The Evolving World of Tracking Media - Mark Green, founder and CEO of MediaBrain mulls the issues of the day
Tracking digital media consumption is an evolving science. As aspects like cookies crumble, other tools like pixels are being increasingly leaned upon. What remains to be seen is how far the governments of the world plan to go in restricting companies' abilities to collect and analyze personally identifiable information.
Before jumping into opinions, let's spell out what today’s primary collection methods are.
A pixel is a line of code that you embed in your digital content. It is used to record each time that content is exposed. The line of code collects some data in the moment of the exposure and sends it to a listening service. The pixel’s code prescribes what to collect and where to send it, typically collecting the type of device, type of app or browser, IP address, operating system, screen resolution, and date-time of the exposure.
Making sense of pixels requires data partners with device graphs and consumer data platforms, to tell you who owns the device and what else is happening around the time of the exposure and after.
Pixels can tell you what is happening with your content in digital media. They do not tell what is happening with other people’s content. So you can know about your ad but not the publisher content or journey to your ad, and of course, you are blind to what your competitors are doing. Third party measurement services can fill in some of these gaps.
While linear TV is now mostly digital, linear distribution generally does not support pixels. On the other hand, most on-demand viewing is being rendered through separate streaming apps which do support pixels. As linear distribution transforms its tuning to apps, we expect pixels to become the predominant way to measure your content exposures for all TV. We expect third party ACR measurement services to provide the full view of all exposures across all TV content.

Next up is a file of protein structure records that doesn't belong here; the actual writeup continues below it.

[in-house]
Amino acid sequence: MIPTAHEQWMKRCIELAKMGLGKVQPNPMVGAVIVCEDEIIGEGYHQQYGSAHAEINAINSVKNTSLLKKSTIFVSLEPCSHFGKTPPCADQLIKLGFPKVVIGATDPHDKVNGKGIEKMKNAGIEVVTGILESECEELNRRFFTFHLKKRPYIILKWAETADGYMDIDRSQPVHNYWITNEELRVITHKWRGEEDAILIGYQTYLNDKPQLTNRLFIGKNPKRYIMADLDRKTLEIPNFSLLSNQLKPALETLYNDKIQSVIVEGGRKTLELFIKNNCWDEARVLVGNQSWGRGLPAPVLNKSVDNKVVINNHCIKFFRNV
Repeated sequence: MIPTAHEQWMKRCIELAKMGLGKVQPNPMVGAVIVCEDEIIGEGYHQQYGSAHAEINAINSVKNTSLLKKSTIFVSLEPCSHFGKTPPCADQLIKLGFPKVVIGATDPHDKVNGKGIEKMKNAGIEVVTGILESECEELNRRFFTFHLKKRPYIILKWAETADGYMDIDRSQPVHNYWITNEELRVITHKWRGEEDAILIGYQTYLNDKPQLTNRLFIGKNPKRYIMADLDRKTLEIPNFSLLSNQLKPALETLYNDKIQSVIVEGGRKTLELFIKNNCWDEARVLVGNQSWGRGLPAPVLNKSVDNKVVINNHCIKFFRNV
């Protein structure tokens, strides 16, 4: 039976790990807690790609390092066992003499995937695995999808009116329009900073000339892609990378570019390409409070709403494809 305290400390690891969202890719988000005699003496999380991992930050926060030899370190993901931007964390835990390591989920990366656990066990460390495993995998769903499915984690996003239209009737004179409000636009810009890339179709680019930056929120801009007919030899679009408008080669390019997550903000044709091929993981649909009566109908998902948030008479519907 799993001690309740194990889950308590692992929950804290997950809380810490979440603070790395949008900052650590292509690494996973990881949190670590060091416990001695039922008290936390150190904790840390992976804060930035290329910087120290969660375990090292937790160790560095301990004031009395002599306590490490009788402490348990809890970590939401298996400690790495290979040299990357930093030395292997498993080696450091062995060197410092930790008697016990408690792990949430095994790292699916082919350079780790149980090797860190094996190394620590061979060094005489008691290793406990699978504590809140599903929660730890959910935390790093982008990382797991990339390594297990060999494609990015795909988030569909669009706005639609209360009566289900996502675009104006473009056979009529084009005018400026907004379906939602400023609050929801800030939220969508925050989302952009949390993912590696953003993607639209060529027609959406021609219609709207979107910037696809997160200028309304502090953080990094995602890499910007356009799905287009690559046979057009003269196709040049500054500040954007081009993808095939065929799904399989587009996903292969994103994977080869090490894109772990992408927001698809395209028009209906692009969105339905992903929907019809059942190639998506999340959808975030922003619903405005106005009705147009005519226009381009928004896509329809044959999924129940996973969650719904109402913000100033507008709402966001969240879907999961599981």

While pixels collect information page-by-page, cookies collect across pages. They are downloaded to and stored on your browser so they can track the browser activity across pages.
1st party cookies only track users of the website from which the cookie comes. The user’s benefit is that 1st party cookies remember them, so they do not need to login again. The publisher's benefit is that they get to see everything each user does on their site, across all visits until the cookies are deleted or expire.
3rd party cookies track everywhere you go on the browser. 3rd parties never announce that they are different from 1st parties. Sometimes 3rd parties like 1st parties ask for permission in the small print of a “terms” agreement that is almost never read. Often, 3rd parties do not even ask that much.
Cookies are the primary method used by publishers to track digital activity on websites. For tracking activity not through browsers, such as apps on your phone, tracking is built into the device’s operating system, the two big players being Apple’s iOS and Google’s Android. The tracking information from cookies and these operating systems are equivalent and sometimes lumped together.